phones support just one peer-to-peer connection
    at a time.

Connection and Its Challenges
  • GPRS
  • A common connection among GSM mobile phones and
    can be used to share the data globally.
  • Developers can connect a mass number of mobile
    games with a single server and share data among
    the players.
  • Some developers have achieved cross platform
    games, allowing a mobile player to play against a
  • GPRS best supports turn based games and small RPG
  • Most of the countries have a weak GPRS speed in
    their carriers.

Connection and Its Challenges
  • 3G and WiFi
  • 3G and WiFi have a high speed which allows new
    possiblities for multiplayer gaming.
  • WiFi connectivity can only be used for an
    intra-networked multiplayer game

Software and Its Challenges
  • - Most common platforms and technologies for
    developing mobile games are
  • Windows Mobile, Palm OS, Symbian OS,
    Macromedia's Flash Lite, DoCoMo's DoJa, Sun's
    J2ME (recently rebranded Java ME), Qualcomm's
    BREW, WIPI and Infusio's ExEn
  • - Java ME seems to be the most popular choice,
    but its performance limitations have led to the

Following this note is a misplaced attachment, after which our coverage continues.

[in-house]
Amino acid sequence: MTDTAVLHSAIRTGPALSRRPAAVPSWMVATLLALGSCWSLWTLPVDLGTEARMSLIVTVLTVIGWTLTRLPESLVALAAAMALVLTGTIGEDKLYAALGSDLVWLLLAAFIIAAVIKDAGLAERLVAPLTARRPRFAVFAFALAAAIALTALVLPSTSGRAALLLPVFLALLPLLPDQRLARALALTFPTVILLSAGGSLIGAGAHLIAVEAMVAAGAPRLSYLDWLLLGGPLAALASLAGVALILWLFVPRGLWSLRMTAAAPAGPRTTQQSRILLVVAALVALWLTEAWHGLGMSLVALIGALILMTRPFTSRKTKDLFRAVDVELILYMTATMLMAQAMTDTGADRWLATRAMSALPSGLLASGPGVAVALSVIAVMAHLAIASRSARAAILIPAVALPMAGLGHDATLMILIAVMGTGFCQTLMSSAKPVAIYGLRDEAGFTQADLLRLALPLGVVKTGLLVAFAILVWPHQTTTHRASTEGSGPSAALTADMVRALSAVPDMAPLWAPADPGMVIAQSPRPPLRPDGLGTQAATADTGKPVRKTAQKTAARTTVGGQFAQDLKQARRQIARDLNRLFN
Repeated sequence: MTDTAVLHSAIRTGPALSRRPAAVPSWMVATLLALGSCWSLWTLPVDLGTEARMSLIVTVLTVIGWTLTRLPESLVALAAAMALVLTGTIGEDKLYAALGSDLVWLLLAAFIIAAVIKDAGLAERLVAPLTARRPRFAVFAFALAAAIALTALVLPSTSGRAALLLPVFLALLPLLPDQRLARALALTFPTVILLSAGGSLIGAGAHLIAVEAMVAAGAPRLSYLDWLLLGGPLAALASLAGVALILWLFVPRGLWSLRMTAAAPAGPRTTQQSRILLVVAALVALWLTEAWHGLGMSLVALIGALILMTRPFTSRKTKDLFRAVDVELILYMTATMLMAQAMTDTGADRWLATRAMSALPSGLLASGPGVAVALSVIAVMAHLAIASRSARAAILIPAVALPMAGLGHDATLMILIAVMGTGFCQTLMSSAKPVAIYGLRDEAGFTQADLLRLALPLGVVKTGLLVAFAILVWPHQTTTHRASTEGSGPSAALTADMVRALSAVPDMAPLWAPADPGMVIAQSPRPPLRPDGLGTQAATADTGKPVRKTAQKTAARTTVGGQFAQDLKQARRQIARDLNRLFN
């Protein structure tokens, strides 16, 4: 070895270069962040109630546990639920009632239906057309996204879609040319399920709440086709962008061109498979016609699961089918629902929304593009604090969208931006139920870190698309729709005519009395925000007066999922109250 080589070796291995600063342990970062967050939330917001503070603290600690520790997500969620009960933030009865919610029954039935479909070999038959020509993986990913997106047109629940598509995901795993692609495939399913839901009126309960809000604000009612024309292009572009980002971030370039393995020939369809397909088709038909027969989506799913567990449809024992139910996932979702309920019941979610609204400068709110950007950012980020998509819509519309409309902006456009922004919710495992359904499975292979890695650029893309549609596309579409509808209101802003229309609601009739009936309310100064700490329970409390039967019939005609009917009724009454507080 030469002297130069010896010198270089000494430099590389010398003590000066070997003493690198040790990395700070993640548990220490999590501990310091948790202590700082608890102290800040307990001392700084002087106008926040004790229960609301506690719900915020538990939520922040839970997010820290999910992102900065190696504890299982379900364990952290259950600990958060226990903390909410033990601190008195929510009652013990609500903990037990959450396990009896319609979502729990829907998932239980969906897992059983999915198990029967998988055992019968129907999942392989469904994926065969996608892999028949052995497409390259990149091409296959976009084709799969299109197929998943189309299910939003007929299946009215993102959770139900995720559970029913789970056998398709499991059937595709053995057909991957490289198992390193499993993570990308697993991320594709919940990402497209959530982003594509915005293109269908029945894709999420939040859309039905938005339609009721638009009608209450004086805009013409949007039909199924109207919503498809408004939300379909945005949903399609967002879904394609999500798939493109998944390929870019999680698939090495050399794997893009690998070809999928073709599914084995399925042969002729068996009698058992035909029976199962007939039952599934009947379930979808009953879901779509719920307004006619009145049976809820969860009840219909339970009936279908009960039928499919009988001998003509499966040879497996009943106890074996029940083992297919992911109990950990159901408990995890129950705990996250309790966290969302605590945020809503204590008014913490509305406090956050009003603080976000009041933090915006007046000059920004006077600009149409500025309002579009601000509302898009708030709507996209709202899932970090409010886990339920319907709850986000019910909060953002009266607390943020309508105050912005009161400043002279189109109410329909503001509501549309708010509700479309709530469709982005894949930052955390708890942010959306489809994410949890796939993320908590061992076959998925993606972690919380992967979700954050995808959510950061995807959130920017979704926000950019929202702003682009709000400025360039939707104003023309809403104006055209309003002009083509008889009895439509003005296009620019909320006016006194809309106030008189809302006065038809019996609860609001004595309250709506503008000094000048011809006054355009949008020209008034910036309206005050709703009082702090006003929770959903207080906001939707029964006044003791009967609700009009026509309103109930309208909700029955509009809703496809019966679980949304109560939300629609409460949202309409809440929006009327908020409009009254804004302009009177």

adoption of various native binary formats for
    more sophisticated games

Software and Its Challenges
  • Mobile Java application concepts are simple they
    inherit a class and override some basic
    functions, but there is a performance penalty and
    lack of some Java features.
  • Native OS games do not have that performance
    limitation. In contrast to Java, Symbian OS
    applications are complex, inherit a large number
    of classes, override some basic functions in all
    of them, and their correct configuration must be
    ensured, but their advantage is that they have an
    improved performance

Software and Its Challenges
  • BREW a proprietary wireless application
    development platform. Its main advantage is that
    the application developers can easily port their
    applications between all the Qualcomm ASICs.
  • BREW applications must be digitally signed.
    Because they give complete control over the
    handset hardware, only content providers or
    authenticated BREW developers have the tools
    necessary to create a digital signature
  • As of March 2006, the least expensive digital
    signature for testing costs 400 USD and is
    limited to 100 application submissions. This